Sarajane Alverson is quite good as the young woman in dire financial straits after the death of her mother, and trying to cash in on a collection of stamps that may not actually belong to her. The actress finds the misery in her situation, as well as the comedy and strength. And as the ruthless stamp-collecting millionaire, Matt Hanify is excellent in that one riveting scene near the end, brandishing his fists, as well as a briefcase full of money. But, otherwise, like all the other men on stage, he seems to lack any noticeable degree of nuance or variety. And that's very surprising, because director Sean Ruprecht-Belt is a highly experienced theater-hand, with decades of fine shows behind him (and, one hopes, ahead of him, too).
The same can also be said of Charles Heuvelman, as a taciturn stamp-shop owner: he's a highly experienced actor, but utterly lacking in nuance here. His best moment comes when he changes gears briefly, as the character explains his bitterness in dealing with the untutored populace coming into his collectors' office. But perhaps the script itself just won't give us any clue as to the reality of his, or any of the ancillary characters. And that's primarily the fault of author Rebeck, who drags out one dull, predictable plot development after another, and page after page of half-baked dialog.
Of course, secondary characters can always play internal "mind games" to add texture to what they're supposed to be doing up there on stage. This did not seem to occur here, at least not on opening night. (One of the funniest examples of "added texture" that I ever heard came from an actor playing Tubal, Shylock's friend, in a local production of The Merchant of Venice in 1999: "I'll just pretend that I'm tying my shoe, while my foot is up my ass," he suggested, to a director fishing around for something more interesting for his scene with the vengeful money-lender.)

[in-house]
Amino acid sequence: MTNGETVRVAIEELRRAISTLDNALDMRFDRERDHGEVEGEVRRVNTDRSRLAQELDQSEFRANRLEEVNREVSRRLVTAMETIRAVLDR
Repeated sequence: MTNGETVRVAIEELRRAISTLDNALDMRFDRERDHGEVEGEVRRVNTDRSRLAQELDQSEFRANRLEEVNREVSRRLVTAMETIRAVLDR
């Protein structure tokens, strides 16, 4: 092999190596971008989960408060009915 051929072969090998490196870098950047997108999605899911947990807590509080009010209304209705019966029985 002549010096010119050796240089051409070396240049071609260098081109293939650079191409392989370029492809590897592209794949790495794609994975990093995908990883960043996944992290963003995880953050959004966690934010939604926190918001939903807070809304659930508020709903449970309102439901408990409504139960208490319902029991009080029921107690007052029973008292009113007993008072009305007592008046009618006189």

One can't help but like Allison Hoppe as Ms. Alverson's half-sister, but her ultra perky figure and inescapably comical voice undermine nearly all of the tension of her scenes. With the benefit of hindsight, I can see that she should have worn clothes that didn't flatter her supermodel form so much, or lowered her voice an octave to disguise her aural resemblance to Imogene Coca. And yet, the scene where she pleads tearfully for the rare stamp album at the center of (alleged) events is quite impressive, as her nose and cheeks turn visibly red in her distress. Congratulations to her for stepping out of her comfort zone, which one presumes is light comedy.
Stephen Peirick is fine as the slightly shady intermediary in the stamp deal, but the whole show is played so two-dimensionally that it comes off as third-rate Mamet (and David Mamet, in my reckoning, is not all that terrific to begin with). Should director Ruprecht-Belt have let the show run another 30 minutes beyond its two-hour span, to allow for some contrived business that might suggest more plausible characters and relationships? Or (in the interest of time) could any added psychological color in this un-capering caper have been boiled down to uneasy shifts of dynamics, through the usual rehearsal process? Was that ever even an option?
Through April 25, 2010 at the Union Avenue Christian Church, one block north of Delmar. For more information call (314) 367-0025 or visit them on-line at www.westendplayers.org.